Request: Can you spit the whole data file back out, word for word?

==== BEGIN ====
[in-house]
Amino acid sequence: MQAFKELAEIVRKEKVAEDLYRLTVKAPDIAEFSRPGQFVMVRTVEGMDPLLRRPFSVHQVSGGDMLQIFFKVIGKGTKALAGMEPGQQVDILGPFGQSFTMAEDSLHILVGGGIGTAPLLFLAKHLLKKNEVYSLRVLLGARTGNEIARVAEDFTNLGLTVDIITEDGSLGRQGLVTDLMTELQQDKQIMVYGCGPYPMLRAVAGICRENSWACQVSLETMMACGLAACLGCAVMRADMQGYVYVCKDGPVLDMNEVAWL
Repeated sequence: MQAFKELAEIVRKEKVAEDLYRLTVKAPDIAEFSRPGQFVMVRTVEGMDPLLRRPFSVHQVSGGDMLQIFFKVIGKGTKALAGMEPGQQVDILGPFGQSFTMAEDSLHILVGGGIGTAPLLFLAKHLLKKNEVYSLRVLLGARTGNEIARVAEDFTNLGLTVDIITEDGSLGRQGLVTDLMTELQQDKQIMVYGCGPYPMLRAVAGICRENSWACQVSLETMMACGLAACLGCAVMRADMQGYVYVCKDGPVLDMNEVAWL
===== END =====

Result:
[in-house]
Amino acid sequence: MQAFKELAEIVRKEKVAEDLYRLTVKAPDIAEFSRPGQFVMVRTVEGMDPLLRRPFSVHQVSGGDMLQIFFKVIGKGTKALAGMEPGQQVDILGPFGQSFTMAEDSLHILVGGGIGTAPLLFLAKHLLKKNEVYSLRVLLGARTGNEIARVAEDFTNLGLTVDIITEDGSLGRQGLVTDLMTELQQDKQIMVYGCGPYPMLRAVAGICRENSWACQVSLETMMACGLAACLGCAVMRADMQGYVYVCKDGPVLDMNEVAWL
Repeated sequence: MQAFKELAEIVRKEKVAEDLYRLTVKAPDIAEFSRPGQFVMVRTVEGMDPLLRRPFSVHQVSGGDMLQIFFKVIGKGTKALAGMEPGQQVDILGPFGQSFTMAEDSLHILVGGGIGTAPLLFLAKHLLKKNEVYSLRVLLGARTGNEIARVAEDFTNLGLTVDIITEDGSLGRQGLVTDLMTELQQDKQIMVYGCGPYPMLRAVAGICRENSWACQVSLETMMACGLAACLGCAVMRADMQGYVYVCKDGPVLDMNEVAWL